"Everything falls into place in the theater. It has to, doesn't it. The season so far has been satisfying. The energy is there and the audiences are responding. 'Nutcracker' was off, but only by about 1%. Audiences are responding to the way the company is dancing. The energy. 'Dracula' actually went over our projected goals. 

For the first program of Balanchine, I was thrilled to be able to add Jerome Robbins' 'Fancy Free' to 'Concerto Barocco' and 'Four Temperaments' -- works I’ll program on whenever I can. The dancers totally invest themselves in those works. And they are so inspiring to dance…I think we'll be saying the same thing about these works in twenty years."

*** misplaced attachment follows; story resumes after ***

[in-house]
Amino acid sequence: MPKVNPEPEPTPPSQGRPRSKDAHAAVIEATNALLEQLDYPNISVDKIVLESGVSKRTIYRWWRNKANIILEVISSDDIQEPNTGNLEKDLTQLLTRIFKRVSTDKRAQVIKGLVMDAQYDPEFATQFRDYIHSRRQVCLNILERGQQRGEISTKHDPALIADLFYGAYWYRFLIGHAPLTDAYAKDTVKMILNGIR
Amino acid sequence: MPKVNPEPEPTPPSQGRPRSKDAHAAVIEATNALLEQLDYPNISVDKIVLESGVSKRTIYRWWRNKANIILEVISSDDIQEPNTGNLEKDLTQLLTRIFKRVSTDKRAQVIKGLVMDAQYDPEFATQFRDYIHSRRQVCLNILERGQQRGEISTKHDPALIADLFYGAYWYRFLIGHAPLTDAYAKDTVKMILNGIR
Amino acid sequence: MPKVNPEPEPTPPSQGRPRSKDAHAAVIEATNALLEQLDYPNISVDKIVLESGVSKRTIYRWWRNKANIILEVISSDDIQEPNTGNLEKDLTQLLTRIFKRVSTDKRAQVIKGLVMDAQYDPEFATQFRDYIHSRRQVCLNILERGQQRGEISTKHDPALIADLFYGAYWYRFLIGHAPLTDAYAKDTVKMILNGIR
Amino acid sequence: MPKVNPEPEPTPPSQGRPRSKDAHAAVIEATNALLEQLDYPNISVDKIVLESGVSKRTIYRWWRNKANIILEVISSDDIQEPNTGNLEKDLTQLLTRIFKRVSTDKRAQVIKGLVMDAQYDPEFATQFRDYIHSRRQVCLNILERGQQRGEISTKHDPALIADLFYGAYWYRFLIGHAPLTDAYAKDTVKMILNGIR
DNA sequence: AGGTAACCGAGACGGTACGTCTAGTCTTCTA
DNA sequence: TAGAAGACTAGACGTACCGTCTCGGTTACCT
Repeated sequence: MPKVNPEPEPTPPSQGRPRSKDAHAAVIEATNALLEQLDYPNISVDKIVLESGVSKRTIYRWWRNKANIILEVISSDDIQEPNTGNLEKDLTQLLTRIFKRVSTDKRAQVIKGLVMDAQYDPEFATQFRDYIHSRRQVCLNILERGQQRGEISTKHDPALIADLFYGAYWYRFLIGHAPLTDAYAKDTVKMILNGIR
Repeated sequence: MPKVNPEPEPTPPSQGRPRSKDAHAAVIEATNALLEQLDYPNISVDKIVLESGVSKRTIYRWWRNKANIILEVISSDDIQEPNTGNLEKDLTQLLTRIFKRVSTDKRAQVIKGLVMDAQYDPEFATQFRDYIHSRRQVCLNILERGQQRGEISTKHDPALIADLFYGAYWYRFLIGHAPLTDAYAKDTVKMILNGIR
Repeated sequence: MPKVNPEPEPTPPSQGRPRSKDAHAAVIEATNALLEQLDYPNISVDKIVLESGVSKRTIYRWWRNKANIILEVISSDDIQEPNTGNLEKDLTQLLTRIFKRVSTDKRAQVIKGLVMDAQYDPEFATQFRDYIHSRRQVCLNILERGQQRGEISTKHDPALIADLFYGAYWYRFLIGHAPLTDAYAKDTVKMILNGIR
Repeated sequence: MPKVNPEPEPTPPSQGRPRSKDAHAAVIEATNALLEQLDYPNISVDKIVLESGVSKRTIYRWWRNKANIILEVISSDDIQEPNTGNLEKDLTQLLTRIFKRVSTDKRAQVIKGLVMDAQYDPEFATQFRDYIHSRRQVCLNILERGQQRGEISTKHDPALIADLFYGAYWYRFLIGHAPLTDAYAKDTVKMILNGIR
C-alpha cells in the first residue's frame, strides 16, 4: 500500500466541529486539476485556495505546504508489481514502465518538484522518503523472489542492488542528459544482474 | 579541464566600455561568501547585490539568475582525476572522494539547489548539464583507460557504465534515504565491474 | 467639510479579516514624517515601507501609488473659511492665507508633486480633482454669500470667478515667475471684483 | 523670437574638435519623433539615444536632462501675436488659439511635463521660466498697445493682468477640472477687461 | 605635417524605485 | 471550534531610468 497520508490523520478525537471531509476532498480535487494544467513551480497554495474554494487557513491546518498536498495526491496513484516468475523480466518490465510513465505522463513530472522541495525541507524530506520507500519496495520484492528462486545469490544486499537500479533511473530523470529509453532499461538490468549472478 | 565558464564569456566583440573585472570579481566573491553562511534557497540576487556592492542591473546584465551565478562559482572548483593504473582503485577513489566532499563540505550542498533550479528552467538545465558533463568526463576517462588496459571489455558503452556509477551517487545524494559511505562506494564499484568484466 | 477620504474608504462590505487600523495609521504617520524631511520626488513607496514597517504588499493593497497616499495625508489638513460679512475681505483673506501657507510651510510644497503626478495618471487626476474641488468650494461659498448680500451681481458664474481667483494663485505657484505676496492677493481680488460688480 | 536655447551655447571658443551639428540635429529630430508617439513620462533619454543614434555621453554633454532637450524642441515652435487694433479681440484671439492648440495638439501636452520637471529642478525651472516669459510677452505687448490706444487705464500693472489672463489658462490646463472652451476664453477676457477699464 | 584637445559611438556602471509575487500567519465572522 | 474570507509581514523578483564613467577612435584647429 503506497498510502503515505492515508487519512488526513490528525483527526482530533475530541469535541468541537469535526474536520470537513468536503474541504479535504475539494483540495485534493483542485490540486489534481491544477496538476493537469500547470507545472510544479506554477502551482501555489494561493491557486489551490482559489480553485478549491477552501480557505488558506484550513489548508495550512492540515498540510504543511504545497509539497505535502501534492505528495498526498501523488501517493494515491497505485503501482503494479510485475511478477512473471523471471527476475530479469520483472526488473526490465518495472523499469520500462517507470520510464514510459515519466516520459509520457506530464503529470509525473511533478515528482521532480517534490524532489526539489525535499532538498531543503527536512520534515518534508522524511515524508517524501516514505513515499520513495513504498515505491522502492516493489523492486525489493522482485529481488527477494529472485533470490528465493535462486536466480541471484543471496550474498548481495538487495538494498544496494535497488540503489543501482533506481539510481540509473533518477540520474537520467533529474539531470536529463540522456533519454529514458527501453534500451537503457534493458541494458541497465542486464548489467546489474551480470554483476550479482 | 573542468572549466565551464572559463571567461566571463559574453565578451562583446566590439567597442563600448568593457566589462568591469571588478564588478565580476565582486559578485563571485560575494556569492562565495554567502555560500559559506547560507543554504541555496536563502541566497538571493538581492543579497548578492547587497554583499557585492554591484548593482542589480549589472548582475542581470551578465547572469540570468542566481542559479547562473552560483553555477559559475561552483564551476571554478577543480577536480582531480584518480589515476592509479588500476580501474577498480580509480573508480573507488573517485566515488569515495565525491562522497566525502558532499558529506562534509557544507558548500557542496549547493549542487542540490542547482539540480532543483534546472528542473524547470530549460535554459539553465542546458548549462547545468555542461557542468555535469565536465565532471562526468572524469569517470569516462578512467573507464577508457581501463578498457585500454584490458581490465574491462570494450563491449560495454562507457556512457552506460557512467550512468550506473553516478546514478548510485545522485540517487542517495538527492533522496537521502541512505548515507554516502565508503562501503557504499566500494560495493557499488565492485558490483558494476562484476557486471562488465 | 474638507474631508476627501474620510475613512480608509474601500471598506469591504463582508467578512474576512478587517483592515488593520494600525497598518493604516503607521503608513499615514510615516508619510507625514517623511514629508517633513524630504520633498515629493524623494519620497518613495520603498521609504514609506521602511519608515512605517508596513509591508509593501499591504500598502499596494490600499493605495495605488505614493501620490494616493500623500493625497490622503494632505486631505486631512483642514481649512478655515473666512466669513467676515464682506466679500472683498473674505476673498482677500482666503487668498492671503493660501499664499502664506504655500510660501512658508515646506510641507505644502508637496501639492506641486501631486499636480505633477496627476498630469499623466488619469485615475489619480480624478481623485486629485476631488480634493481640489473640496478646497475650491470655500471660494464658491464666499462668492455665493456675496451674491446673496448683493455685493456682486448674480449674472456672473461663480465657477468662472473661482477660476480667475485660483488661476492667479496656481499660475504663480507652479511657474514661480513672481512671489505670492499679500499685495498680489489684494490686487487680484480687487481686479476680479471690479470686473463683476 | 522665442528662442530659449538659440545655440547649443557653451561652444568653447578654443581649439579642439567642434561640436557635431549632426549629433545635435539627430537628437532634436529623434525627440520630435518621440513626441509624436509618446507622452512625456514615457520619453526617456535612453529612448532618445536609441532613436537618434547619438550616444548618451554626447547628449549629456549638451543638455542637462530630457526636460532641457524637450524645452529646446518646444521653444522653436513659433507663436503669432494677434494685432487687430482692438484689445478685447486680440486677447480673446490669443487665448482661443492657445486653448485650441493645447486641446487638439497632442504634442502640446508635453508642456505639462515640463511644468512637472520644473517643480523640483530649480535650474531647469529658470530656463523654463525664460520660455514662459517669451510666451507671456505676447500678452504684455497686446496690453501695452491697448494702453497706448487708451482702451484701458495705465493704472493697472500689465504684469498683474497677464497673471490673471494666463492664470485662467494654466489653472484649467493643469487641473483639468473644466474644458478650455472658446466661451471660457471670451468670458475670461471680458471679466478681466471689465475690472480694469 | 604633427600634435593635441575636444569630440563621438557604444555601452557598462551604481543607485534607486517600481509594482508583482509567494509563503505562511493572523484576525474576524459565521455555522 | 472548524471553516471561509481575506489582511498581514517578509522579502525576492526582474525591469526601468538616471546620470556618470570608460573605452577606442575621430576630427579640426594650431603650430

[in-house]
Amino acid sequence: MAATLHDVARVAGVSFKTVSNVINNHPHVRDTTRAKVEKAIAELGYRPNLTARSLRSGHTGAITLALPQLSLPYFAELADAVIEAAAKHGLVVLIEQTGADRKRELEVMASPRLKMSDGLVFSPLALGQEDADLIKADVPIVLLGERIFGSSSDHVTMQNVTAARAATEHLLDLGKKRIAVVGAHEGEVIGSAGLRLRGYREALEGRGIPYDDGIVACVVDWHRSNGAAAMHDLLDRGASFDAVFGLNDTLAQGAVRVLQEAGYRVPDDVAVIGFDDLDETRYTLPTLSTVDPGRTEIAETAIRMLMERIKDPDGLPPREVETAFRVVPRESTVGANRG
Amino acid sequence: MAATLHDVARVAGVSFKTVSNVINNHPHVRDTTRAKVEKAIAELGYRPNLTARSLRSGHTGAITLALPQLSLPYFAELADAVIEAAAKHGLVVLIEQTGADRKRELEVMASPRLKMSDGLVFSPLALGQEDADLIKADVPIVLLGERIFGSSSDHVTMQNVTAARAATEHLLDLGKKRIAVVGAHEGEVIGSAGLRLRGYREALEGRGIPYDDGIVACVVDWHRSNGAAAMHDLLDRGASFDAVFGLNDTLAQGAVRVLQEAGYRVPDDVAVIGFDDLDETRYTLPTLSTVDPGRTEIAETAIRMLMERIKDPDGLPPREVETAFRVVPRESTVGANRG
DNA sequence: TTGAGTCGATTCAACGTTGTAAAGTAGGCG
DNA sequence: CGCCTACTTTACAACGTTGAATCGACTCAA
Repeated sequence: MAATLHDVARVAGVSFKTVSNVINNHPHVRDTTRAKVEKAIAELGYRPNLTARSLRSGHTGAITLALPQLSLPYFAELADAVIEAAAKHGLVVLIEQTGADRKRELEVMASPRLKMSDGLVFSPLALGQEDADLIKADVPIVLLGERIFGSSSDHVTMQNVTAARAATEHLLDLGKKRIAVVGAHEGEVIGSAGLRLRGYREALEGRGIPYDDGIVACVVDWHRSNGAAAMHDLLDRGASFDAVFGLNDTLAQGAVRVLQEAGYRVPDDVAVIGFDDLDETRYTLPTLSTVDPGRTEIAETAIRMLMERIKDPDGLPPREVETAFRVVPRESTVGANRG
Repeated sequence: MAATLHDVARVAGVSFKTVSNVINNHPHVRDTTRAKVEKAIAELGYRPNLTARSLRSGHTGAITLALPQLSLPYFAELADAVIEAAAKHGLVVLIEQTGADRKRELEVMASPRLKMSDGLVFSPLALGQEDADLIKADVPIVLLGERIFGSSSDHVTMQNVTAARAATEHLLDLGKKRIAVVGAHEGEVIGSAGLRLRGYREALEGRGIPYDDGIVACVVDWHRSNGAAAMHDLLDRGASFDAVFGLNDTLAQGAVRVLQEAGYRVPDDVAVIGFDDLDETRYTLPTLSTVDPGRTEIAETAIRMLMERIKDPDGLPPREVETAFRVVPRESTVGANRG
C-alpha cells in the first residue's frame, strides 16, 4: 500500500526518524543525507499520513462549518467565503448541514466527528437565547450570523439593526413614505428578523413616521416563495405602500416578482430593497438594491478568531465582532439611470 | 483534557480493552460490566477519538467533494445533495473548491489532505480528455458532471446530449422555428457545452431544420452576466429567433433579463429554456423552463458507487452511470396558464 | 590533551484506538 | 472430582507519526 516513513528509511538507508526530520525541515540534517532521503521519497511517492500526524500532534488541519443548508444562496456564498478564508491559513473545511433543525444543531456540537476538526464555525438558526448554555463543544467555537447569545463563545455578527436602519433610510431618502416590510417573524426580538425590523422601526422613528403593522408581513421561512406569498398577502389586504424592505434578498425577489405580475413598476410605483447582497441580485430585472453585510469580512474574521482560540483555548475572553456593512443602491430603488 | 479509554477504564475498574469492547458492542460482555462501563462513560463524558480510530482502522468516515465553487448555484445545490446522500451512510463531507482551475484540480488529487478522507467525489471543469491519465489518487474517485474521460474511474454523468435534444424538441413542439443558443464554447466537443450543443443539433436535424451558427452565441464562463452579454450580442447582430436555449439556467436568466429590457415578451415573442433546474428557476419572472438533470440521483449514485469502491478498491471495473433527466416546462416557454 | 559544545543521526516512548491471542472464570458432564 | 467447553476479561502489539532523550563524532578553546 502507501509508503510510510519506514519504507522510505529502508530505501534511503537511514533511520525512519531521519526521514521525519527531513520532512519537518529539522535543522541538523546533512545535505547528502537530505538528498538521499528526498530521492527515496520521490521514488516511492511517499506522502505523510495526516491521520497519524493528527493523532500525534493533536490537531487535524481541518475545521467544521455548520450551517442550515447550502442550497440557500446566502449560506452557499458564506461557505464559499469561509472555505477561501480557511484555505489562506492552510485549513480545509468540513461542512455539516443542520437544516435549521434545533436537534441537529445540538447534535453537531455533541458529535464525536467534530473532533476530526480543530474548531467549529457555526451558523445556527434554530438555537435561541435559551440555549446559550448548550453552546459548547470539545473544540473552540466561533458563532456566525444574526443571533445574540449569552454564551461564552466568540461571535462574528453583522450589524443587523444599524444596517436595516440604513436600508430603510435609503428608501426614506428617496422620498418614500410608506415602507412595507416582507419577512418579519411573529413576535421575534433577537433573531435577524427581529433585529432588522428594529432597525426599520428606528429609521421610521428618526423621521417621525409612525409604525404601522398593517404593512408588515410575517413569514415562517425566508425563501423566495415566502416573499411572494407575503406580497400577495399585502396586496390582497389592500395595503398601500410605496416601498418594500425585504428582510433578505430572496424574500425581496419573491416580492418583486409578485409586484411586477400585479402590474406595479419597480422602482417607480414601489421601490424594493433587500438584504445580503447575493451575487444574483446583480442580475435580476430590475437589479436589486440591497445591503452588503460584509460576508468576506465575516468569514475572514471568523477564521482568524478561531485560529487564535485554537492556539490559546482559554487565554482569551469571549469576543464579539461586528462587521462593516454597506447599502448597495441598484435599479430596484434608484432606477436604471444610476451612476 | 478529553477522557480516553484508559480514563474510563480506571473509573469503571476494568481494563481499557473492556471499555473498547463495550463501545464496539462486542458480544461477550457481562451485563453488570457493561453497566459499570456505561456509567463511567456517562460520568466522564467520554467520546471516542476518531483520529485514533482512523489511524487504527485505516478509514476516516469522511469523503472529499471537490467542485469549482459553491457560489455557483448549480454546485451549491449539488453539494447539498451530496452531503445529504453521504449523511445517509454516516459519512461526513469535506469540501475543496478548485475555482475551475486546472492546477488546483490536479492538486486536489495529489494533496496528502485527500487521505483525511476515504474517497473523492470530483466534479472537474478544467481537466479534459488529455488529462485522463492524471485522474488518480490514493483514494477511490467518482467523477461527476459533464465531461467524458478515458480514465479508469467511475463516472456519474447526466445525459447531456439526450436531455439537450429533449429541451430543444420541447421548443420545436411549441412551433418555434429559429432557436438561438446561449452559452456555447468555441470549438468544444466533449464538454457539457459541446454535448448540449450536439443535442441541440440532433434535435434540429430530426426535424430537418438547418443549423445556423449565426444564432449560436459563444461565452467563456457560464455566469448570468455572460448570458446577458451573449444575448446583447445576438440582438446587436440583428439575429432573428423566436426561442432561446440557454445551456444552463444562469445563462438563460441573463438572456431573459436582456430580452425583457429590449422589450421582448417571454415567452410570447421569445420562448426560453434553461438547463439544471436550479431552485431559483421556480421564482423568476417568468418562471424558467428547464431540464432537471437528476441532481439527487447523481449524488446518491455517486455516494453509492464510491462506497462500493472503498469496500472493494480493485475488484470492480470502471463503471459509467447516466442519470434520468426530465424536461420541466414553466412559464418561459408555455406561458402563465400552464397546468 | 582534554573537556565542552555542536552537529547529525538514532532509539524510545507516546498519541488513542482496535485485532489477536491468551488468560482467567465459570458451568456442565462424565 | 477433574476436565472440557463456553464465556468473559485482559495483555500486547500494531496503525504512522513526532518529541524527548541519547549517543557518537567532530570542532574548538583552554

Kaiser keeps his eye on the artistic goals, his dancers, and choreographers, and his vision is grounded in the realities of running a sizable ballet company in an age when the re-vitalized Philadelphia arts and theater community is growing in all directions.  

Philly is a big sports town too. A few years ago, the company launched an award winning ad campaign at the suggestion of Pennsylvania Ballet executive director Michael Scolamiero, that had billboards and ads of Pennsylvania Ballet showing off their athletic bodies. This was one of the elements that brought greater appreciation for the troupe. He made PAB a vital part of that renaissance, making sure that his company was relevant and exciting, and for the first time, even sexy.